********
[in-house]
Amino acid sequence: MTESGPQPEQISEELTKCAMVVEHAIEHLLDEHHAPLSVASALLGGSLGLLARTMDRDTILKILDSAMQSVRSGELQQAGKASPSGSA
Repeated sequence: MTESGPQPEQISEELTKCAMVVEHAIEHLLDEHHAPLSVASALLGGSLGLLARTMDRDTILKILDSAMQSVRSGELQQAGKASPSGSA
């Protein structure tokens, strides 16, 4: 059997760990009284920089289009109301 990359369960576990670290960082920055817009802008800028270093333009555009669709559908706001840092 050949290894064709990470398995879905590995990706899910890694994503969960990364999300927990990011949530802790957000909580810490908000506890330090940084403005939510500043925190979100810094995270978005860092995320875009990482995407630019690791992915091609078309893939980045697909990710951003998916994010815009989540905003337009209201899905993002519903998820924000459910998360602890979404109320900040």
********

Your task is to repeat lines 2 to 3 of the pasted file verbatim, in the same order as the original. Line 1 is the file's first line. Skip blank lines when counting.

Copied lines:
Amino acid sequence: MTESGPQPEQISEELTKCAMVVEHAIEHLLDEHHAPLSVASALLGGSLGLLARTMDRDTILKILDSAMQSVRSGELQQAGKASPSGSA
Repeated sequence: MTESGPQPEQISEELTKCAMVVEHAIEHLLDEHHAPLSVASALLGGSLGLLARTMDRDTILKILDSAMQSVRSGELQQAGKASPSGSA